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John Rhodehamel

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April 22, 2001 | TIM RUTTEN, TIMES CULTURE CORRESPONDENT
Aristocratic by temperament, but democratic by conviction; instinctually conservative, but intellectually audacious. The attributes so frequently applied to the American republic's founders might be used with equal justice to describe the Huntington Library, the understated powerhouse among contemporary Los Angeles' significant cultural institutions.
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July 1, 2001 | FRED ANDERSON, Fred Anderson is the author of "Crucible of War: The Seven Years' War and the Fate of Empire in British North America, 1754-1766." He teaches history at the University of Colorado, Boulder
The American Revolution has never lacked interpreters. Many groups--Federalists, Anti-Federalists, Republicans, Democrats, slaveholders, abolitionists, Populists, Progressives, labor unionists, Supreme Court justices, militarists, pacifists, historians--have tried to specify the meaning of this formative event. None of them has ever won the debate, of course; but that does not keep them from trying to define what it means to be an American.
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BOOKS
February 23, 1997 | FRED ANDERSON, Fred Anderson teaches early American history at the University of Colorado, Boulder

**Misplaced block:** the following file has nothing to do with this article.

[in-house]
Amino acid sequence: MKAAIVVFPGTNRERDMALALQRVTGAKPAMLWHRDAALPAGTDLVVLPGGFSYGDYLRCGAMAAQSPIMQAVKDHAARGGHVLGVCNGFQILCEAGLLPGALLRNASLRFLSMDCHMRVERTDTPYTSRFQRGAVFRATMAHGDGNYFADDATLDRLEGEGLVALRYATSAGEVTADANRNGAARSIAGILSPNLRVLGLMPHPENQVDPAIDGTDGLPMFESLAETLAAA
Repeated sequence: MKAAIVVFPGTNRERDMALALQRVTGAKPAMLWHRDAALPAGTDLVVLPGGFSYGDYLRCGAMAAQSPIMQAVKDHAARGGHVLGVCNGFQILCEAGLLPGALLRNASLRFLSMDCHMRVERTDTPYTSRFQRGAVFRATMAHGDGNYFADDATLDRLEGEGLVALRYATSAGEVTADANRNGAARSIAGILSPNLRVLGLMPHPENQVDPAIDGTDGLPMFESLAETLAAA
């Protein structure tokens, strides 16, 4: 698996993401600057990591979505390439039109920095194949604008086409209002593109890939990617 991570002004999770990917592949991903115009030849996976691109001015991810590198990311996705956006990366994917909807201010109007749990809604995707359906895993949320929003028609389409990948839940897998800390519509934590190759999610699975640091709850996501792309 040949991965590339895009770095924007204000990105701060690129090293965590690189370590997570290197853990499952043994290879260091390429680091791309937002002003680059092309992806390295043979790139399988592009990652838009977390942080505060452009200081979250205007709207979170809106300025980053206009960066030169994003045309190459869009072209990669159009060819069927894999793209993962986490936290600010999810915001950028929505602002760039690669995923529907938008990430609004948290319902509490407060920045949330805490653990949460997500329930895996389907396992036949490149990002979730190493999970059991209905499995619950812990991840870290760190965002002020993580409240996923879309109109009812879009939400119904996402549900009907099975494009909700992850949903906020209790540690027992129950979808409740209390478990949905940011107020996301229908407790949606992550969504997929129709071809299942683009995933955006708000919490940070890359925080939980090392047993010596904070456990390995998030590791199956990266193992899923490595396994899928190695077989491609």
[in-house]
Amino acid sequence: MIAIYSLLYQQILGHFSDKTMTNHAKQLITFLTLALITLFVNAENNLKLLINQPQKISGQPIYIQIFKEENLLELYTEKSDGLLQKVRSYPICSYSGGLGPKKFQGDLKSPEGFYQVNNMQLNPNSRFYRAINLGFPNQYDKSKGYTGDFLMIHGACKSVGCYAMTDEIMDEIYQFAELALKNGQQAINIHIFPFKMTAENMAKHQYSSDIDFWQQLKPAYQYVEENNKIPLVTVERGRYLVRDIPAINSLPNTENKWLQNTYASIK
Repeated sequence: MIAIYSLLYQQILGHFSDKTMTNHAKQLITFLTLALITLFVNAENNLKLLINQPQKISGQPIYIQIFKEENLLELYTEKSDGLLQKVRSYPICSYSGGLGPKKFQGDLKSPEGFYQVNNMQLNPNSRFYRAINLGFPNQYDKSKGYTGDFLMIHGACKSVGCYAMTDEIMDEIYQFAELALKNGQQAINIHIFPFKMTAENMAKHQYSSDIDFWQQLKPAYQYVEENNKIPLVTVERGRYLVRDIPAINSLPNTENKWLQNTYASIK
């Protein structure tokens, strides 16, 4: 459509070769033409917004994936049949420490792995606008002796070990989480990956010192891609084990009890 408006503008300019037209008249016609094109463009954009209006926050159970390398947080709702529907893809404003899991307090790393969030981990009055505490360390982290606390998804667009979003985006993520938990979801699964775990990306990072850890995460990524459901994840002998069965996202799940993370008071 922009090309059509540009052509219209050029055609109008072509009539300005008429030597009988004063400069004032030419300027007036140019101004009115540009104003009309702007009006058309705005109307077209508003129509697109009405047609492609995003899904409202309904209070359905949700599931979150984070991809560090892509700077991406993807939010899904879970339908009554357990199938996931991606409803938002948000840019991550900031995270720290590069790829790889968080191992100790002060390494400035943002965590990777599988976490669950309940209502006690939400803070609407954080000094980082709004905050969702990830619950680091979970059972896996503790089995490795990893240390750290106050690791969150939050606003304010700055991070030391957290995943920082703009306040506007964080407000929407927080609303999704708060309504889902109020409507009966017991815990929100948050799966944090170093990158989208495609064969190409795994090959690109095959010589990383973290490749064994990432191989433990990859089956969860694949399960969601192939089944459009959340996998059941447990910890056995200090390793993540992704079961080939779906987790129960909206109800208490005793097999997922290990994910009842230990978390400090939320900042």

George Washington remains both the most familiar and the least understandable of our presidents. Only Abraham Lincoln can rival him as a figure universally studied in elementary and high school history classes, and even Lincoln cannot claim equal standing in a popular culture that for two centuries has rung changes on the cherry tree, a silver dollar flung across the Potomac and the Valley Forge winter. So familiar indeed is he that familiarity itself impedes our ability to see him as human.
NEWS
April 22, 2001 | TIM RUTTEN, TIMES CULTURE CORRESPONDENT
Aristocratic by temperament, but democratic by conviction; instinctually conservative, but intellectually audacious. The attributes so frequently applied to the American republic's founders might be used with equal justice to describe the Huntington Library, the understated powerhouse among contemporary Los Angeles' significant cultural institutions.